ESG integration

All Baillie Gifford funds and trusts are run with a long-term investment horizon in mind – they see themselves as long-term owners of a business, not short-term renters. So assessing whether society will support the business model over the long term, and whether management will act as good stewards of shareholders’ capital is an important part of the investment process. All fund managers have access to a dedicated Governance and Sustainability team that is responsible for developing and coordinating the firm’s environmental, social and governance (ESG) research. Investment in controversial weapons is prohibited across the firm.

Aside from the firm-level controversial weapons screen, the manager doesn’t exclude companies purely based on ESG factors but encourages companies to act in a sustainable way. Historically, Japanese companies have struggled with governance, so a strong emphasis is placed on engagement, sustainable business practices, the structure of the board and management team of each company.

Kumar has found more recently that some of the smaller Japanese companies are reacting well to ESG engagements. They find huge value in understanding how larger companies act and the practices they use. Kumar noted that some are making 5-year commitments to improve their approach to ESG, and companies with younger management teams are particularly keen to break the ‘old school’ mould of Japanese business.


The ongoing annual charge over the trust’s financial year to 31 January 2022 was 0.66%, compared to 0.71% the previous year. Investors should refer to the latest annual reports and accounts, and Key Investor Information for details of the risks and charging structure.

If held in a SIPP or ISA the HL platform charge of 0.45% (capped at £200 for a SIPP and £45 for an ISA) per annum also applies. Our platform charge doesn’t apply if held in a Fund and Share Account.


The trust has outperformed the average return of peers in the AIC Investment Trust Japan sector since it launched in 1985. Over this period the trust has been through some tougher periods though, so this is not a guide to how it will perform in the future.

This has been the case more recently. Kumar took control of the trust in December 2015 and over his time as lead manager the trust has grown 61.85%* versus the 53.59% returned by the AIC Investment Trust Japan sector. While this is a good return, the past 12 months have been particularly challenging.

In keeping with Baillie Gifford’s style of investing, Kumar focuses on companies he thinks can deliver above average earnings growth, otherwise known as growth companies. Over the last year, these companies have fallen out of favour with investors, paving the way for those undergoing a turnaround, otherwise known as value companies.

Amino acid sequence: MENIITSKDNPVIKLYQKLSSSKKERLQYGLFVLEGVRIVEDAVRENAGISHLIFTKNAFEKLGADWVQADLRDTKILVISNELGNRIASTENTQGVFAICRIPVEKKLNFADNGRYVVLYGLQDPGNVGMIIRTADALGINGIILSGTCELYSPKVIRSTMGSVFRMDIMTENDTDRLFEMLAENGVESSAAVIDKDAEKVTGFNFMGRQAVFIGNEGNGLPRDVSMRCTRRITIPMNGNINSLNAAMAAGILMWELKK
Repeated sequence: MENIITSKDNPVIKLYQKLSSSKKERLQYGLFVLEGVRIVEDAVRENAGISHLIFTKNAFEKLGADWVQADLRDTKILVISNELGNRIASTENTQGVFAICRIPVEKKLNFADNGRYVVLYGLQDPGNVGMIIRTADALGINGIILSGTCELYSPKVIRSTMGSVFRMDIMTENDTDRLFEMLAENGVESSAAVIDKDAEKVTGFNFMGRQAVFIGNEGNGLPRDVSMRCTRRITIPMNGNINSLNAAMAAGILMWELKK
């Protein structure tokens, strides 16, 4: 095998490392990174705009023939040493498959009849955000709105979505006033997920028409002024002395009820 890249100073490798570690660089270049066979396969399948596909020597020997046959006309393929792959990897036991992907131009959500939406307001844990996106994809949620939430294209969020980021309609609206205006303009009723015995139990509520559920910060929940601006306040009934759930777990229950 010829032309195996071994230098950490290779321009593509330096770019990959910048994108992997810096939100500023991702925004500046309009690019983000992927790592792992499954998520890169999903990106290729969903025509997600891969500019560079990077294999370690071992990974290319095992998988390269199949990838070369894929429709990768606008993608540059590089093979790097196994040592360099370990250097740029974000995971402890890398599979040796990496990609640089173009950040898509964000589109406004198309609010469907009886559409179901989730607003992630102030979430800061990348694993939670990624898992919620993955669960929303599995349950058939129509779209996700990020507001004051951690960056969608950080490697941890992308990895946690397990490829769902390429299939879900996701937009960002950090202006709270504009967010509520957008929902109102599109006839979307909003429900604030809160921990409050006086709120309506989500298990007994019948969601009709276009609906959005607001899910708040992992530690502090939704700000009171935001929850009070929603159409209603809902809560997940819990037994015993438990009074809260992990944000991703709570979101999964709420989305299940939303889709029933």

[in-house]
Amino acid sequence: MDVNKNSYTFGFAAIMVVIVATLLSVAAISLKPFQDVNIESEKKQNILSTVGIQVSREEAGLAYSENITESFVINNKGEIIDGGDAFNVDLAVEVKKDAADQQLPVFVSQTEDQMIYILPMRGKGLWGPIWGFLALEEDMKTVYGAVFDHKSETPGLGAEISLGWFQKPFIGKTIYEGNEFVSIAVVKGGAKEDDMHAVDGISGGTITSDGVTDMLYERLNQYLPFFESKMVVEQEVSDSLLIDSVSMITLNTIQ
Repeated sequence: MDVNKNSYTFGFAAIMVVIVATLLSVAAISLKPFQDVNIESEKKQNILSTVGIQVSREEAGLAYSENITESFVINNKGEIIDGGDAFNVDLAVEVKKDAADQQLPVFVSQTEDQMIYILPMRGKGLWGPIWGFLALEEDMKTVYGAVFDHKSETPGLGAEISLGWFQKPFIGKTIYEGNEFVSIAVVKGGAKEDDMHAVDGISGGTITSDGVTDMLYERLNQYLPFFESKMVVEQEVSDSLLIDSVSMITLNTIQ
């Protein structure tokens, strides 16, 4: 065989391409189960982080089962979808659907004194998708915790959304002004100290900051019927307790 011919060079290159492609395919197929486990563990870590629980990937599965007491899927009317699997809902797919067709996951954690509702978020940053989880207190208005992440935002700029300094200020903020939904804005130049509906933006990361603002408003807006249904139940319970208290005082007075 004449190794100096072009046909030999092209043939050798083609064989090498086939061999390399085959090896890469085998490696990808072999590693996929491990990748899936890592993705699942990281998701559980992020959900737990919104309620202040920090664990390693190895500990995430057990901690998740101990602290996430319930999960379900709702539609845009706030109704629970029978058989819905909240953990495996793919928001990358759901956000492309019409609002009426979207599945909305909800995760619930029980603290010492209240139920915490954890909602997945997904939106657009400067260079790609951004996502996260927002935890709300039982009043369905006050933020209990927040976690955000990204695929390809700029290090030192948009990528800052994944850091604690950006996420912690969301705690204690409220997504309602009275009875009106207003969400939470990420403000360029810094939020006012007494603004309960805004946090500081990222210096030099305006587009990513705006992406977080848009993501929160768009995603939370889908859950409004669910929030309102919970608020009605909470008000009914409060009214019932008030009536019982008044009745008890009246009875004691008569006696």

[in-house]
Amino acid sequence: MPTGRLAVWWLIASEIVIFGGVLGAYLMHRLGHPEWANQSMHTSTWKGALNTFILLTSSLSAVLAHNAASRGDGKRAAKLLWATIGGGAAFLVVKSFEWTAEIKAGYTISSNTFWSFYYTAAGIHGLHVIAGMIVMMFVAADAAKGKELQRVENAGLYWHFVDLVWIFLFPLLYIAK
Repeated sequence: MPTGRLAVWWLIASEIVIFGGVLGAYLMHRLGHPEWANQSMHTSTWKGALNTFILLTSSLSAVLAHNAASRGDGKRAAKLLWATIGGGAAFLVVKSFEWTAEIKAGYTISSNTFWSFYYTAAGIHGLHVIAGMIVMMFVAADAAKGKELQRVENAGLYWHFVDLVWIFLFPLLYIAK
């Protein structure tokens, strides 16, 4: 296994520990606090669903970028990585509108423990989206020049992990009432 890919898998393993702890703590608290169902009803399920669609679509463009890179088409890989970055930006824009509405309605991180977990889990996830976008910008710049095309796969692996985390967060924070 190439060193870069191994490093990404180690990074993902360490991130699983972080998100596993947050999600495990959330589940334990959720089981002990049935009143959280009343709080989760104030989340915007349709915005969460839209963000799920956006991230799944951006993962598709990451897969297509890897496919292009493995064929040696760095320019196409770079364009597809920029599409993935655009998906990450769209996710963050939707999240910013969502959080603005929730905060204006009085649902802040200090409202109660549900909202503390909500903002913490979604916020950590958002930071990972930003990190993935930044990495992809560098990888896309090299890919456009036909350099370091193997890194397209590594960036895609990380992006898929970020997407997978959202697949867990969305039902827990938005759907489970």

This has put pressure on the trust recently and over its most recent financial year (to the end of January 2022), it’s NAV decreased by 24.1% and its share price fell by 28.5%.

Aside from a style rotation, the demand for some of the higher growth online businesses that did well during the pandemic has fallen too. Bengo4.com, an online legal portal, has performed well over the last five years but over the trust’s last financial year, it’s one of the worst performing stocks. It remains operationally strong and is beginning to exercise its pricing power – passing on increasing costs to consumers – but decreased demand has led to a muted share price return.

Similarly, Japan’s leading online food ordering and delivery company Demae-Can, has suffered following a drop off in demand. It’s been steadily strengthening its market position but a large drop in demand and the significant investment it’s made to expand has hampered its recent performance.

It's not all been doom and gloom though. There have been a range of investments this past year that have buoyed the trust’s performance.

Snow Peak, a camping equipment manufacturer, was among the trust’s best performing stocks. Camping as a recreational activity is a growing trend in Japan and as a leading brand of high-quality equipment, Snow Peak has surged in value.

Jeol, a semiconductor manufacturer, was also one of the trust’s top performing companies. It’s developed a device which helps shorten production lead times, so is seeing growing demand, particularly at a time of semiconductor shortages.

The trust may continue to underperform while growth investing remains out of favour. However, Kumar and the team believe they can outperform the market by investing in high quality, disruptive businesses over the long-term. All investments fall as well as rise in value so you could get back less than you invest.

Annual percentage growth

Apr 17 – Apr 18 Apr 18 – Apr 19 Apr 19 – Apr 20 Apr 20 – Apr 21 Apr 21 – Apr 22
Baillie Gifford Shin Nippon PLC 50.79% -2.82% -12.49% 48.83% -37.85%
AIC Investment Trust - Japan 23.62% -6.15% -3.26% 34.12% -16.11%

Past performance is not a guide to the future. Source: *Lipper IM to 30/04/2022.

More on the Baillie Gifford Shin Nippon Trust including charges

Baillie Gifford Shin Nippon Trust Key Investor Information Document

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    Important notes

    This article isn’t personal advice. If you’re not sure whether an investment is right for you please seek advice. If you choose to invest the value of your investment will rise and fall, so you could get back less than you put in.